Migraine and its management
For years, I have come across patients who claim they have a chest full of medications for their intense headache. Others claimed they have practically tried all pain relievers but the problem recurs.
There are millions of people suffering from chronic pain. Aristotle described pain as a feeling of being an experience opposite to pleasure and the epitome of unpleasantness. It is a conscious recognition of uncomfortable stimuli into the sensory nervous system that one experiences as intolerable.
We have people suffering from cancer, those with muscle spasm, tendonitis, arthritis, migraine, and many more. The medical costs of these debilitating conditions are huge and escalating. The loss of productivity and human suffering are beyond calculation. They also become depressed, which exacerbates physical pain and becomes a vicious cycle. They resort to a “cocktail” approach to deal with chronic diseases and pain such as over-the-counter medications to prescribed drugs as well as those medications to be taken daily for prevention (prophylactic medications).
Migraine is a recurrent headache disorder with intense, pounding or throbbing pain that may be one-sided (unilateral). The debilitating pain continues for a few hours and may even last for days. It is accompanied by vomiting and sensitivity to light (photosensitivity). Before the migraine begins, one experiences an aura which usually consists of zigzag lights or flashing of lights, double vision and to some, hallucinations. The aura is experienced for about 10 to 20 minutes before an attack begins. Some experience sensitivity to sound while others experience a feeling of numbness, speech, or comprehension problems before migraine begins. However, only one-third of individuals who have migraine headaches experience auras.
The exact cause of migraine headaches is unknown. Recent research studies suggest the inflammation in the blood vessels of the brain causes them to swell and put pressure on the nearby nerves, causing pain. The inflammation may arise or stimulated by signals from the main sensory nerve of the face which is the trigeminal nerve. The new evidence led the researchers to conclude that migraines are caused by an upset in the delicate balance of two chemicals in the brain namely, serotonin and norepinephrine.
Serotonin is a substance found naturally in the brain and intestines. It is released from certain cells when the blood vessel walls are damaged. It acts as a strong vessel-narrowing substance. Norepinephrine is a hormone that increases blood pressure by narrowing the blood vessels; however, it does not affect the heart’s output. If the chemicals get out of balance, it sets a chain reaction in the brain which may cause nausea and stabbing pain. The process continues until all of the chemicals involved are used up. Some may have debilitating pain for a few hours while others experience the pain for days.
These chemicals also help determine the body’s natural sleeping and waking patterns. Most migraines occur during times when the body is waking up. Thus, one is three times likely to develop a headache between 6 a.m. and noon as at any other time of the day.
The lifetime prevalence in women is 25 percent and eight percent in men. Women are more susceptible because of their bodies’ delicate balance of hormones. Women whose age range from 45 to 65 are more than three times likely to suffer the debilitating pain. Migraine also affects about 10 percent of children and adolescents.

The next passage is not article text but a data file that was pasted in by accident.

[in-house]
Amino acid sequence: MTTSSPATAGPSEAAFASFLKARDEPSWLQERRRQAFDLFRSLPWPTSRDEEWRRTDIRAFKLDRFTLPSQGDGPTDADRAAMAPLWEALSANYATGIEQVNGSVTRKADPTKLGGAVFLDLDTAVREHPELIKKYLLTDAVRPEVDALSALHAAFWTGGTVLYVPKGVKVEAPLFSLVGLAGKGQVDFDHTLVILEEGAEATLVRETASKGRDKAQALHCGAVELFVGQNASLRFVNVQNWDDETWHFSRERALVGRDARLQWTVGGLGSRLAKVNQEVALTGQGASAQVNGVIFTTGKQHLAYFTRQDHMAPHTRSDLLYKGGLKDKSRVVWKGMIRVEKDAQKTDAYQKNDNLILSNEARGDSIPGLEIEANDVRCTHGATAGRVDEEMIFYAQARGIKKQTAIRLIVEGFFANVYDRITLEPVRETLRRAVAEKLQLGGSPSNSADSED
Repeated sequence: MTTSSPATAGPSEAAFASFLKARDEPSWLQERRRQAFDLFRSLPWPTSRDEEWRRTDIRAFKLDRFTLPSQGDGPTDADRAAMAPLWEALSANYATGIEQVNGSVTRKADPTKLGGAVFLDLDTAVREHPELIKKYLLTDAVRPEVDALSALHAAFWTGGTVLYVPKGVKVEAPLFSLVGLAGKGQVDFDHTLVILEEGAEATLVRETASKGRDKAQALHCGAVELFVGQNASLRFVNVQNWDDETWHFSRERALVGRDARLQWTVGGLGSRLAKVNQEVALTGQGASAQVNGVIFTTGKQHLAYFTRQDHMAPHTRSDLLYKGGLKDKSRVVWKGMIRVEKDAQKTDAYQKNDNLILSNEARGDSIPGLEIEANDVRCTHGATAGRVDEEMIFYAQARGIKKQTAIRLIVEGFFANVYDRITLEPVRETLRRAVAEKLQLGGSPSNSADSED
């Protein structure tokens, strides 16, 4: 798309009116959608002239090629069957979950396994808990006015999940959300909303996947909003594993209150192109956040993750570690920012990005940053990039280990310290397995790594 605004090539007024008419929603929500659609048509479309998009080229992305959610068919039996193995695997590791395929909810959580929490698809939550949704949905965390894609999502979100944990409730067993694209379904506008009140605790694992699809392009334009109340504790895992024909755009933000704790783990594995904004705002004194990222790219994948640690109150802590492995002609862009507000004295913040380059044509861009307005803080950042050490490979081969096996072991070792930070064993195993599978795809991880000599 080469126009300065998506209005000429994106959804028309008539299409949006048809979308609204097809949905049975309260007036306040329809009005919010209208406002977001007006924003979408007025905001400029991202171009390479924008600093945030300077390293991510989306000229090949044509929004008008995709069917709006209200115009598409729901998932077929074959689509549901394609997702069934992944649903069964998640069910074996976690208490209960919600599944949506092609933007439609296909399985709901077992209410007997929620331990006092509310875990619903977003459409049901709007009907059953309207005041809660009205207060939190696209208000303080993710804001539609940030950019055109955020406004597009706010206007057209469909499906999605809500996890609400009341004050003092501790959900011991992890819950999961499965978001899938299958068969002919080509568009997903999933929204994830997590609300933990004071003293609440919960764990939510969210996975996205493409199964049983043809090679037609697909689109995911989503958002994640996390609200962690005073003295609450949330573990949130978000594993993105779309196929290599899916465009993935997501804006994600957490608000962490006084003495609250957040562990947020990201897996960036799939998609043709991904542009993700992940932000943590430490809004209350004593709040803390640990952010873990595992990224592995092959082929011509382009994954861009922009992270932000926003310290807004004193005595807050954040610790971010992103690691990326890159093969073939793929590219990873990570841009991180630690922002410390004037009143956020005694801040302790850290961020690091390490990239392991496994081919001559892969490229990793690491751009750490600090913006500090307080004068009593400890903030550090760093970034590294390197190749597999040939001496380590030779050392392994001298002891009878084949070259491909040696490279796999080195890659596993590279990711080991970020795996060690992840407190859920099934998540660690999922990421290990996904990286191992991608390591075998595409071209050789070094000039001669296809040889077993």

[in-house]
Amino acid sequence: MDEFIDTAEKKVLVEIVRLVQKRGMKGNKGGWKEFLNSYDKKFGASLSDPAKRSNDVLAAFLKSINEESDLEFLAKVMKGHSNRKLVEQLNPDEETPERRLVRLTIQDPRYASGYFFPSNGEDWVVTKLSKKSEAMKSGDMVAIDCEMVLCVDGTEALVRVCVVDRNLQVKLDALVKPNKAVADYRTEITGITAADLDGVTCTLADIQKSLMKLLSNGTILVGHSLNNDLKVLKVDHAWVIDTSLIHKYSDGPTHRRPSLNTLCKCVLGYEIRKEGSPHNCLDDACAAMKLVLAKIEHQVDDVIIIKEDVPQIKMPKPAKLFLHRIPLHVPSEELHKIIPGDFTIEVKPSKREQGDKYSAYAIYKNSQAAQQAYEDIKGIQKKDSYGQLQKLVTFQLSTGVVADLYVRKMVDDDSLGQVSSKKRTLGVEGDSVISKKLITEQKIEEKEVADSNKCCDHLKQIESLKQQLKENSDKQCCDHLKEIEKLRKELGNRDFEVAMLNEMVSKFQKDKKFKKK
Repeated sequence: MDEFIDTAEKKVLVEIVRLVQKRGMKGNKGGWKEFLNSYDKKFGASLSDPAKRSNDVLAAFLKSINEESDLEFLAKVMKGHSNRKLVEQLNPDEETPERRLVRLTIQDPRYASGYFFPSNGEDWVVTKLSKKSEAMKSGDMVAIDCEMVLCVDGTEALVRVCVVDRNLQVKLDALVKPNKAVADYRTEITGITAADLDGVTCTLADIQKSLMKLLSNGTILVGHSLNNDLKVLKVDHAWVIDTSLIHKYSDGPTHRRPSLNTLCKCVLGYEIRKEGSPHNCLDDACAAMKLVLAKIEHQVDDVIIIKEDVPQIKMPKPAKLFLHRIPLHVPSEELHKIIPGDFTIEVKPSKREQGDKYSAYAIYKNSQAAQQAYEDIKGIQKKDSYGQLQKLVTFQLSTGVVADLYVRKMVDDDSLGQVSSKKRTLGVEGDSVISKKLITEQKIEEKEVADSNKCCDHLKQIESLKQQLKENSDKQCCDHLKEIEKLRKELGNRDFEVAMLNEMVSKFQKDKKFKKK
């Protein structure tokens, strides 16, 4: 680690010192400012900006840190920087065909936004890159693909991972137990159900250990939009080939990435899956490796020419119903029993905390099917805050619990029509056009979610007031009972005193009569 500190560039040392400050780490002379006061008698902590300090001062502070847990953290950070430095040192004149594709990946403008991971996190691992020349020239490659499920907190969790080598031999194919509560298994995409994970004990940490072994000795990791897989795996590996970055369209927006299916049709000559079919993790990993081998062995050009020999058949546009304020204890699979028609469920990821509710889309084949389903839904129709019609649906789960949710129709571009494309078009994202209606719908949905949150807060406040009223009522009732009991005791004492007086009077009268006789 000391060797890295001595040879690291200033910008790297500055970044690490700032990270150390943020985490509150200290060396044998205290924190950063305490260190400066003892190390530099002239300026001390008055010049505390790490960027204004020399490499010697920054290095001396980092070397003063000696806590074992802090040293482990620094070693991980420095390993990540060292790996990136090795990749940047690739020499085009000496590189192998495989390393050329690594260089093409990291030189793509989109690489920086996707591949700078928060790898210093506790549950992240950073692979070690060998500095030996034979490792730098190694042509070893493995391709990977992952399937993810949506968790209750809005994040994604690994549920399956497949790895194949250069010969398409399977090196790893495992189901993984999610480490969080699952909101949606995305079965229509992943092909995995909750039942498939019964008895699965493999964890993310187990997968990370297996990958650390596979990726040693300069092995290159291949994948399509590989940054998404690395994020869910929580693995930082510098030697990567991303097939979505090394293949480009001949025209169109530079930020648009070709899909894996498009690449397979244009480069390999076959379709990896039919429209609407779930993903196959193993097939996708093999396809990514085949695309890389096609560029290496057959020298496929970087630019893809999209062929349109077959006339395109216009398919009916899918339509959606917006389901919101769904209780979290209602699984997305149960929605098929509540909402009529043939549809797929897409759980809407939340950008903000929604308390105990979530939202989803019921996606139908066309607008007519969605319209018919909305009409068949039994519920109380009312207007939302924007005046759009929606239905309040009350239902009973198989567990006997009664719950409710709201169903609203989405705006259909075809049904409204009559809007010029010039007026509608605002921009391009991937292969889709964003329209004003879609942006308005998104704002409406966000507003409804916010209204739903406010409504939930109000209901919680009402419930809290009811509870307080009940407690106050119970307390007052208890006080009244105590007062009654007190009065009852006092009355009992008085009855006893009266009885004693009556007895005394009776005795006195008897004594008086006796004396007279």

There are instances that a person with migraine can identify triggers that lead or aggravate the headache. These triggers when avoided may help reduce the frequency or the severity of the migraine. Some triggers include stress and anxiety, lack of sleep or too much sleep; alcohol like beer, red wine; caffeine (too much or too little) such as chocolate, coffee, tea, colas; hormonal changes during the menstrual cycle; bright or flashing light; loud noise; certain foods that contain nitrates such as luncheon meats and hotdogs; food with tyramine such as aged cheese and smoked fish; food enhancer or monosodium glutamate or popularly known as vetsin; nicotine which counteracts headache medicines.
Skipping meals can also trigger a migraine. Make sure you eat something for each meal of the day.
The saying, “Stop it before the headache starts” is one way of managing the throbbing pain. Always be on the look out for red flag signs such as pressure in the temple, tightness of the neck and shoulders and feeling of irritability. These indicators will be a warning for you to take a break, relax and give your mind and body a rest.
There are medications you can take which your family doctor may prescribe. It is important that you have to inform him about all the medications you are taking, including over the counter medicines. This is important because you might be experiencing a rebound or a cycle headache pain that recurs when each dose of medication wears off.
The World Health Organization listed 47 diseases that could be treated using acupuncture. Migraine is one of the medical conditions. Acupuncture has shown to produce endorphins which block pain. A 2009 Cochrane review of acupuncture and prophylaxis for migraine headache analyzed 22 randomized controlled trials with 4,419 patients. The researchers concluded that acupuncture reduces the frequency of migraine headaches when used as an adjunct to, or in place of, medical management. They have also concluded that aside from its analgesic effect, it has also anti-inflammatory and muscle relaxant effects.